Among the senior intelligence officials who have described the current threat environment as the most worrying since the months before the Sept. 11 has been John E. McLaughlin, the acting director of central intelligence. Compared with that period, other intelligence officials said, current intelligence-gathering has not included as many intercepted communications suggesting that an attack might be imminent.

But the intelligence officials say that the current information has been specific, consistent and solid, and comes from multiple sources. They declined to identify the captured Al Qaeda members who have provided the most important information but said they regarded it as credible. They said it had led them to believe that Mr. bin Laden and his top deputy, Ayman al-Zawahiri, regarded possible operations in the United States as falling very much under their authority.

The intelligence officials said they regarded Al Qaeda as much less capable than it was at the time of the Sept. 11 attacks. Many of its known leaders at the time of those attacks have been killed or arrested, they noted, while military operations in Afghanistan, Pakistan and Yemen have eliminated many of the agency’s sanctuaries.

“If you look at the capability of the people who came after us before Sept. 11 in terms of safe haven, in terms of financial security, in terms of ability to plan, their world is upside down,” the C.I.A. counterterrorism official said. “I cannot come away from that with any conclusion other than that we are substantially safer today than we were three years ago. They could plan, they could raise funds, they could do it in an environment that they thought they were relatively secure with a partner whom they supported that was the Taliban. That does not exist anymore. ”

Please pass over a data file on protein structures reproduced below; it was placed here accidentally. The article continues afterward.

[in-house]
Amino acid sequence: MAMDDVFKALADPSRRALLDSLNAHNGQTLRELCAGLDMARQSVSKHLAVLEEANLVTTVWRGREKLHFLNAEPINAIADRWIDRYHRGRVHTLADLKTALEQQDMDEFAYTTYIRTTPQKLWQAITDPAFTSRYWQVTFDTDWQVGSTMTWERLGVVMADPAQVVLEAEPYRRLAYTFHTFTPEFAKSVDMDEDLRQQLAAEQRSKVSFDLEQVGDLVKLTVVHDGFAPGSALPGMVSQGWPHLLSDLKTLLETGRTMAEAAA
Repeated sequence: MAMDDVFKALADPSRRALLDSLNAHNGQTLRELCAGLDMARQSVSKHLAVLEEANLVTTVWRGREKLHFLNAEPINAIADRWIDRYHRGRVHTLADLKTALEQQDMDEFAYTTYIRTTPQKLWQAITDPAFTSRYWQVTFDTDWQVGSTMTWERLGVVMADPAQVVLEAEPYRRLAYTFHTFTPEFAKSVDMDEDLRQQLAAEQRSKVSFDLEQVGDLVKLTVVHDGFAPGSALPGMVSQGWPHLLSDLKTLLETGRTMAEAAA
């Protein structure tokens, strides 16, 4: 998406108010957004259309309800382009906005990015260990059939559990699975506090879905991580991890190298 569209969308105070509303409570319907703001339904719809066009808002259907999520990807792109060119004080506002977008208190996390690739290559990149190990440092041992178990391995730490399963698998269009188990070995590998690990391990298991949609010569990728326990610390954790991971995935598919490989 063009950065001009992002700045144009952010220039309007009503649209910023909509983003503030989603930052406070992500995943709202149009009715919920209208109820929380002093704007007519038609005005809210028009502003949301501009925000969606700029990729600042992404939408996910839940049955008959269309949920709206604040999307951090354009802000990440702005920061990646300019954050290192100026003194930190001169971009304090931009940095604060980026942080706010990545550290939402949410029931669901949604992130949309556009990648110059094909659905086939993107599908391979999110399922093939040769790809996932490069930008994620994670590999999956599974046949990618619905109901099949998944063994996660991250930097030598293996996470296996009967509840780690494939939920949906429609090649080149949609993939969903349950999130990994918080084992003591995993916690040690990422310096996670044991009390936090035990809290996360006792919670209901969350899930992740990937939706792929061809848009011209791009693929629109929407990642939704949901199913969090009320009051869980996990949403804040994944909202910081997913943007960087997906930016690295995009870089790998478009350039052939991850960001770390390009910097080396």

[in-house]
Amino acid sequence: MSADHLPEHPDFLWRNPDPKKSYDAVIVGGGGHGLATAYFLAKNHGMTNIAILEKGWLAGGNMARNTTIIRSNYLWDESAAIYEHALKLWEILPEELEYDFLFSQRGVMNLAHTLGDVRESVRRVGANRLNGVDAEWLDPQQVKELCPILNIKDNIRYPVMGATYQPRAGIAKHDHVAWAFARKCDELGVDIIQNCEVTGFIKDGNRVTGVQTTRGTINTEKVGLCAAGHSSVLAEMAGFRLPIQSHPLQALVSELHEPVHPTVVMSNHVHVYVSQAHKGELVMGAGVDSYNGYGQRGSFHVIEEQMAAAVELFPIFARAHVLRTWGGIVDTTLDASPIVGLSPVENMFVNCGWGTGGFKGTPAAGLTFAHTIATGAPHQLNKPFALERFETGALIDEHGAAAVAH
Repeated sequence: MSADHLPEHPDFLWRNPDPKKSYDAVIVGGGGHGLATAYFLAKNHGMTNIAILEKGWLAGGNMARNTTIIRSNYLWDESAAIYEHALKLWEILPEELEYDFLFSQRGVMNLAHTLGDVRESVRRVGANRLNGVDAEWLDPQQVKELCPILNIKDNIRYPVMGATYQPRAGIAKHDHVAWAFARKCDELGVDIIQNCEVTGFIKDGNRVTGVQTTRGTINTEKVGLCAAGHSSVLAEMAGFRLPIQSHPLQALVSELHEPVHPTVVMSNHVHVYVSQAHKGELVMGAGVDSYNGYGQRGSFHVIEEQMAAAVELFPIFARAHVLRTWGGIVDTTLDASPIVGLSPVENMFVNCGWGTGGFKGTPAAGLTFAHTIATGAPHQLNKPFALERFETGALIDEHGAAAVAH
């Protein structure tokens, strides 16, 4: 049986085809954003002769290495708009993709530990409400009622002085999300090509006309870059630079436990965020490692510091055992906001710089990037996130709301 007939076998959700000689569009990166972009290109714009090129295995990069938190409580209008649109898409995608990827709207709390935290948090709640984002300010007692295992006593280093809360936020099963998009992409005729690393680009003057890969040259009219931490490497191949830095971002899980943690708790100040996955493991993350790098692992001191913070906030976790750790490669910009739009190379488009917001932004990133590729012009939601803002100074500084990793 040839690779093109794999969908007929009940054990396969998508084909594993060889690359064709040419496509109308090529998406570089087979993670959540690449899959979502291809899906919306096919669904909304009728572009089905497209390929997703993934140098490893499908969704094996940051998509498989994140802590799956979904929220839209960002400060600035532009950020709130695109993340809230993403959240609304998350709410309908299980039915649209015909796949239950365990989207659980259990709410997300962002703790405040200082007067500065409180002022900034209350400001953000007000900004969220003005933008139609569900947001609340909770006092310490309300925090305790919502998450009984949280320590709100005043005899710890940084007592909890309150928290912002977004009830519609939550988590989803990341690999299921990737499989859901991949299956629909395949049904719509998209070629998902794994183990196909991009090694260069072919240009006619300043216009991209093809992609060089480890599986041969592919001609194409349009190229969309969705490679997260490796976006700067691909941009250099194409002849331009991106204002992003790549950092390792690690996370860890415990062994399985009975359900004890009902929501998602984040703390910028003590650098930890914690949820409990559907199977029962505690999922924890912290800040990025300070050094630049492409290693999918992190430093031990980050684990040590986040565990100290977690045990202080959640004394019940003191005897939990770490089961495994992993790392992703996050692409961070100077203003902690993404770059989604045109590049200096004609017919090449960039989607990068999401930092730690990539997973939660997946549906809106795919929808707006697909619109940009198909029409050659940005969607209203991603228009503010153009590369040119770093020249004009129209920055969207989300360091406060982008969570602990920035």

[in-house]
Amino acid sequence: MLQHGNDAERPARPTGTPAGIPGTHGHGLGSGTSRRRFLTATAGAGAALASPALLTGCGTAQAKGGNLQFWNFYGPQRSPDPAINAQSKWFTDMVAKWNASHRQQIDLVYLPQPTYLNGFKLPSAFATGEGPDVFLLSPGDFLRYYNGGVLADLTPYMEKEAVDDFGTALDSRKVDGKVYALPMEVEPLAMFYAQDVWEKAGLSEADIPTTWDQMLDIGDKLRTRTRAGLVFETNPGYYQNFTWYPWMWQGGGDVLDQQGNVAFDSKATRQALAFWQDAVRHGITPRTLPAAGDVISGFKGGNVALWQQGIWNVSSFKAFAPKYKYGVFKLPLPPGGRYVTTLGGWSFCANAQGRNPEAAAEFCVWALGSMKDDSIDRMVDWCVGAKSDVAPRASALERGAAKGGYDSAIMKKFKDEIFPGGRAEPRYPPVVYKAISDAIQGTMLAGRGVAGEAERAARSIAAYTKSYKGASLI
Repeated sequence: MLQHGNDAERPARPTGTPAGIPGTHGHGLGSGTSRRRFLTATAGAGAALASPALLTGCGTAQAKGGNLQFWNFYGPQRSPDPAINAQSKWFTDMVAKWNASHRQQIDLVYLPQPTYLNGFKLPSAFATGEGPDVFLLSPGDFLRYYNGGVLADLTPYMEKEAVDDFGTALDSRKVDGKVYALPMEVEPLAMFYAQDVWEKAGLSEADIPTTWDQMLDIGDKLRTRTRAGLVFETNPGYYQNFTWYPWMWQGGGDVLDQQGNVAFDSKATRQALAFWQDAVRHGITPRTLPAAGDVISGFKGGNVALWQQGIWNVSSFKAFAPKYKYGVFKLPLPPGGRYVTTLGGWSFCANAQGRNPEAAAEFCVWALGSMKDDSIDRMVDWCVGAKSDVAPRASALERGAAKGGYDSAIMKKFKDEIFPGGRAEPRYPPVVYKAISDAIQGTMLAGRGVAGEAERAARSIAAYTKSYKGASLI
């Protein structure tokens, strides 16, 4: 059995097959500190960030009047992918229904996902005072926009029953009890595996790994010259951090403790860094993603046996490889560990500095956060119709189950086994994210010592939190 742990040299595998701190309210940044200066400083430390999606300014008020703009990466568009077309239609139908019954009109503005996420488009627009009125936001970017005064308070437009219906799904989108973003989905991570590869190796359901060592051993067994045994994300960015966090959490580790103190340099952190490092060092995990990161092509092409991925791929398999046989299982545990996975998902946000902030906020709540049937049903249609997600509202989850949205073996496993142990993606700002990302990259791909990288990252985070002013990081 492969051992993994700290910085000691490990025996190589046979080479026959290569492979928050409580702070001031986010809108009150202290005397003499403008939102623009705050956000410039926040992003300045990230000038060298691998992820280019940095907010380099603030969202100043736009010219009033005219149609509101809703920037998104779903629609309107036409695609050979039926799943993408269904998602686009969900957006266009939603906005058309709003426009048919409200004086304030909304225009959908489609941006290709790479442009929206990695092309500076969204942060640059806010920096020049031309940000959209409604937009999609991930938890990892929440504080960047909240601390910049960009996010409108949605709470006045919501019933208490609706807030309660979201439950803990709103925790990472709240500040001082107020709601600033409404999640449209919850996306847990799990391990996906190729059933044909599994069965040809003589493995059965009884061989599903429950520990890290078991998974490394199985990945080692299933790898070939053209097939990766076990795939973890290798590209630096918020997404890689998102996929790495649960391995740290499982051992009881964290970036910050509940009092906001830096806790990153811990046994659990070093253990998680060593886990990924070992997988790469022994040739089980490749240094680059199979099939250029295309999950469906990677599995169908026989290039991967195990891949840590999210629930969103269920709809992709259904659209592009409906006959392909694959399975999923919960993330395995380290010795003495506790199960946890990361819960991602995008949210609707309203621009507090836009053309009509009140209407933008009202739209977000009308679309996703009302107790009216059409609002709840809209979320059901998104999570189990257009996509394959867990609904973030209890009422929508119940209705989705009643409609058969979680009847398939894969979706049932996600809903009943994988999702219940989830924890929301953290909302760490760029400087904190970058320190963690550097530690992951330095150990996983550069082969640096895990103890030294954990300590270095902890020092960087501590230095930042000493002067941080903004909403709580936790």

Still, a second, senior C.I.A. official said of Al Qaeda: “It is not mutually exclusive to say that it has been weakened, but it’s still very dangerous. They take a long time to plan operations.”

“Even though we’ve been hurting them, they’ve been planning things over a long period of time,” the senior C.I.A. official said. “There are certain periods when your guard has to be up, and this is one of them for a variety of reasons that are quite solid in their sourcing. But it’s also true that they don’t strike until they’re ready. So this is an organization that surveils, does homework, prepares, is careful.”

The C.I.A. officials spoke at a briefing on Wednesday at the agency’s headquarters. They spoke on condition of anonymity, and under an agreement that their remarks would not be reported until after the commission made its report public on Thursday morning.

The commission report echoed recent warnings by George J. Tenet, who stepped down this month as director of central intelligence, in saying that the most worrying aspect of Mr. bin Laden’s organization might be the degree to which it had inspired a broader ideological movement among a new generation of terrorists.

“The problem is that Al Qaeda represents an ideological movement, not a finite group of people,” the report said in its executive summary. “It initiates and inspires, even if it no longer directs. In this way, it has transformed itself into a decentralized force.

“Bin Laden may be limited in his ability to organize major attacks from his hideouts,” the Sept. 11 report continued. “Yet killing or capturing him, while extremely important, would not end terror. His message of inspiration to a new generation of terrorists would continue.”